In the Media

UK riots analysis reveals gangs did not play pivotal role

PUBLISHED October 24, 2011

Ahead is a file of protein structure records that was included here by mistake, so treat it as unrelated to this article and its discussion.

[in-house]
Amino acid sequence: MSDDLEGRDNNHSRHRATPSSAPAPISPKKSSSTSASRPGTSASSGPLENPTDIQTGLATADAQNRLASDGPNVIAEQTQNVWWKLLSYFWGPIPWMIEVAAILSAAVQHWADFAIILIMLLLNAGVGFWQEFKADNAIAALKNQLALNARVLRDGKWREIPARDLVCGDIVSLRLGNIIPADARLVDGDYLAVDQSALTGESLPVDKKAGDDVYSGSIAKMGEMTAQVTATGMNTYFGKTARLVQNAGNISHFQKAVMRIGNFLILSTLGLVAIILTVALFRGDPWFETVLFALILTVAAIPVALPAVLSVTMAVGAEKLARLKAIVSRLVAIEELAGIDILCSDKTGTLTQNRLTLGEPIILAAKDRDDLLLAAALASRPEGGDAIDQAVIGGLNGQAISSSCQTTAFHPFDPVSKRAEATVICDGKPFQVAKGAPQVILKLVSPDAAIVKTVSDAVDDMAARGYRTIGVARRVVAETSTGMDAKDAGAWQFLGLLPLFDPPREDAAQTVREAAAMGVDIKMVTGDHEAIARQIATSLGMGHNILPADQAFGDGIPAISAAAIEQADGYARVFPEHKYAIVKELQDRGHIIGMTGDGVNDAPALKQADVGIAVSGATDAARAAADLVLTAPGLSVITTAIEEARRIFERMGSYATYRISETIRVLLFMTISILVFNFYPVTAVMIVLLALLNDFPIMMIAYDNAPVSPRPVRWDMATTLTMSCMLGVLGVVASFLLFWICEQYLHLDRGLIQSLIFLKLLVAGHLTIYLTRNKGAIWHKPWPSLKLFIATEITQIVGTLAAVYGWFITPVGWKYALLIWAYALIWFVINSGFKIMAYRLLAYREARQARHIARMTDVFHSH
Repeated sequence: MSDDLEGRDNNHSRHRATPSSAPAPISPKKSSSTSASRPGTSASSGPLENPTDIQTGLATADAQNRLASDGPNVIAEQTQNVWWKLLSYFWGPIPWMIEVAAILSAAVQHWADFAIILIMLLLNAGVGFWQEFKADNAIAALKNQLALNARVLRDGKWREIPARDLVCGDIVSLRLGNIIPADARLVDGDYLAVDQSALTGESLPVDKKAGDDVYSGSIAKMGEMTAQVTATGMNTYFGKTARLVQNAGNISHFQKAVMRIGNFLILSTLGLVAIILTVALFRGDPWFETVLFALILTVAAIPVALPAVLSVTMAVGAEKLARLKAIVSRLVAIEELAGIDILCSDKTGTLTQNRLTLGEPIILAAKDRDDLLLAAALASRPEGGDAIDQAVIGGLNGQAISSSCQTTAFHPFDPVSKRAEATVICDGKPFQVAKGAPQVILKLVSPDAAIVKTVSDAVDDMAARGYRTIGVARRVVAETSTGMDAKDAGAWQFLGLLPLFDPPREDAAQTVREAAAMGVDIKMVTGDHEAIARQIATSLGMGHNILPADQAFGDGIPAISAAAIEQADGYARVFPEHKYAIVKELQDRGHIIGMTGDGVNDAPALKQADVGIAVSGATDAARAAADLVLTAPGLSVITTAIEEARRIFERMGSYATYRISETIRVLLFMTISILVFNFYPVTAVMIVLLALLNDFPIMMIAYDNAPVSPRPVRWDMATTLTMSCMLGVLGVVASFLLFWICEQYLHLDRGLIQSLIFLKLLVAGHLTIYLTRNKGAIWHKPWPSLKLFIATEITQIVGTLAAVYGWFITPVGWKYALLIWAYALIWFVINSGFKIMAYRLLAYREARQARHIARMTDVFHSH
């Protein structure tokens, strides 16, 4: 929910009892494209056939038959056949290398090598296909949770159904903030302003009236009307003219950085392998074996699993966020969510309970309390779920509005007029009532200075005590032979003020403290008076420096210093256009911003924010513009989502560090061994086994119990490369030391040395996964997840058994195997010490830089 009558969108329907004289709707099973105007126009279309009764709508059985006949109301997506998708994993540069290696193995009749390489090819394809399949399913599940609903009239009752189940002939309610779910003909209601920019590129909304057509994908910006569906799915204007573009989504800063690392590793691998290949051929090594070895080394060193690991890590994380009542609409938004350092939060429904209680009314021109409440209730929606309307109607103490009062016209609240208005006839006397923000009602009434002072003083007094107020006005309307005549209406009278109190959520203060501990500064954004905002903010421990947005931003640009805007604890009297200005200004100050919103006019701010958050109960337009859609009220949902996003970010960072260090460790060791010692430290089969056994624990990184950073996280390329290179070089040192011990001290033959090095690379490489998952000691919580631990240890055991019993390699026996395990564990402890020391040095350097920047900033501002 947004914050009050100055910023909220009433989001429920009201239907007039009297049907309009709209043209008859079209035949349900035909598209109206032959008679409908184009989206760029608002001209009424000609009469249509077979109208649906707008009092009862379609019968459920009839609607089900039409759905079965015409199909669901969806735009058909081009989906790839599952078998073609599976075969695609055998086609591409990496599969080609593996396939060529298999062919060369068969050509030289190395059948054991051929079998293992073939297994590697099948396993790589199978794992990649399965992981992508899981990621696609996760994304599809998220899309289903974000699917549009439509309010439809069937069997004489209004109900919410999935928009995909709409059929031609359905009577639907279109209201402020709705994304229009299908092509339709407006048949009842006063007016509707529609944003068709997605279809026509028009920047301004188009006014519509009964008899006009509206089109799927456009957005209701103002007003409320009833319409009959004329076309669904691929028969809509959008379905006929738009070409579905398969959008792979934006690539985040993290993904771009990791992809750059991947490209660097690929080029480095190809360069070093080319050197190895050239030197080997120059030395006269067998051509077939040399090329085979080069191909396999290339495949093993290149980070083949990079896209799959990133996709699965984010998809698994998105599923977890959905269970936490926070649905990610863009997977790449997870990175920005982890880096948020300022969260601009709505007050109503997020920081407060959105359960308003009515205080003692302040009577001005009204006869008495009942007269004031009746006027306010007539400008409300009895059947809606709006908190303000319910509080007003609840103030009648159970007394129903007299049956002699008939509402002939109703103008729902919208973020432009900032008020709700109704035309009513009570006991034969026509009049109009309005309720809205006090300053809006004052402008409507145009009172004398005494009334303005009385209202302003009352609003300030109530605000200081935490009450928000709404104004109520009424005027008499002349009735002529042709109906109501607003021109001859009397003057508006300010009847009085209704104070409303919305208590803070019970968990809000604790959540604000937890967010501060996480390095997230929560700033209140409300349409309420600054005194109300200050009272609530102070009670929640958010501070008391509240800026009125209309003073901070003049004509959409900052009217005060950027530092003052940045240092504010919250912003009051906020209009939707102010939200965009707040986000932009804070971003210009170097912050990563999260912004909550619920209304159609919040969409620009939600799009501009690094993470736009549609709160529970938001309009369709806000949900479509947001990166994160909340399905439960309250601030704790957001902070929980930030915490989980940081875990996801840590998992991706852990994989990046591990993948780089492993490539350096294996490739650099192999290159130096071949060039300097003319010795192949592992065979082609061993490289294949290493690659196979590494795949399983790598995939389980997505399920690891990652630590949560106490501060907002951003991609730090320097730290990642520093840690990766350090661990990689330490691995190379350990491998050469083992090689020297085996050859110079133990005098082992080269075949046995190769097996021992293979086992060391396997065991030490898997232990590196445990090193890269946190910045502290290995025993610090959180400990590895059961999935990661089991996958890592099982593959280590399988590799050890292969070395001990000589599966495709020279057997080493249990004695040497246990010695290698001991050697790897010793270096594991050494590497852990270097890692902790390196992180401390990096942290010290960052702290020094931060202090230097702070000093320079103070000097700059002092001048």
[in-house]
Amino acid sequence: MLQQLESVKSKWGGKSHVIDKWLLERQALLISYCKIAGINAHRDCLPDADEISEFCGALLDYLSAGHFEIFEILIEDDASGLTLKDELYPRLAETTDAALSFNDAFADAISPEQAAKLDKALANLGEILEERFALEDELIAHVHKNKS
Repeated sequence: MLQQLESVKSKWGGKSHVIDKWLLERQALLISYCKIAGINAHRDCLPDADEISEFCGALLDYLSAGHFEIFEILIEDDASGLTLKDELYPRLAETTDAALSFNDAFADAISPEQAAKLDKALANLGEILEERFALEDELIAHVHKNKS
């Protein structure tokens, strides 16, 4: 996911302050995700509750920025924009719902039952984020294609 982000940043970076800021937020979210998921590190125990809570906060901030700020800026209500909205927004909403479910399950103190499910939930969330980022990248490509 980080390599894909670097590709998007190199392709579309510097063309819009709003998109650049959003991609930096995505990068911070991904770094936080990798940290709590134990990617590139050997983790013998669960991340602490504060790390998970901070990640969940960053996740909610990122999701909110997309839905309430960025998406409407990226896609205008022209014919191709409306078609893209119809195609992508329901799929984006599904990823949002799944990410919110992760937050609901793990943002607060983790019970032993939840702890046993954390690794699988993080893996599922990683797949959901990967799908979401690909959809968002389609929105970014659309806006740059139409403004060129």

Official figures show those arrested came from deprived backgrounds, striking a blow to theory that tackling gang culture is key to preventing repeat of disturbances Gangs did not play a pivotal role in the August riots, according to the latest official analysis of those arrested during the disturbances. The official figures show that 13% of those arrested in the riots have been identified as gang members, rising to 19% in London, but the analysis shows that even where the police identified gang members being present most forces believe they did not play a pivotal role. The finding by senior Whitehall officials is a blow to the principal response to the riots being pushed strongly by the work and pensions secretary, Iain Duncan Smith ? that tackling gang culture is key to preventing any repeat of the disturbances. The Ministry of Justice (MoJ) and Home Office background analysis shows that those arrested during the riots overwhelmingly came from deprived areas and had the poorest educational backgrounds. More than two-thirds of the young people involved were classed as having special educational needs and one-third had been excluded from school in the past year. More than 42% got free school meals. The analysis shows that the ethnic backgrounds of those brought before the courts for riot-related offences were in line with the local population, with 42% of defendants white and 46% black. Only 7% were Asian. But the ethnic composition of court defendants was significantly different from the local area profile in three places: Haringey in north London, where 55% of defendants were black compared with 17% of young people locally; Nottingham, where 62% of defendants were black compared with 9% locally; and Birmingham, where 46% of defendants were black compared with 9% of young people locally. The Home Office figures were based on 5,175 crimes recorded across 19 police forces ? the vast majority in London, Manchester and Birmingham. More than 40% happened within town or city centres and 20% within shopping malls or other "defined retail cores" in the town centres. Half the crimes were committed against commercial premises. A total of 2,584 shops and other commercial premises were targeted in the riots. The MoJ figures confirm that 90% of those arrested in the riots were male. More than half were under 20. They also confirm the more punitive nature of the courts, with 42% of those tried in magistrates courts sent to prison compared with only 12% normally. UK riots Gangs Communities Young people Crime London Manchester Nottingham Birmingham Alan Travis © 2011 Guardian News and Media Limited or its affiliated companies. All rights reserved. | Use of this content is subject to our Terms & Conditions | More Feeds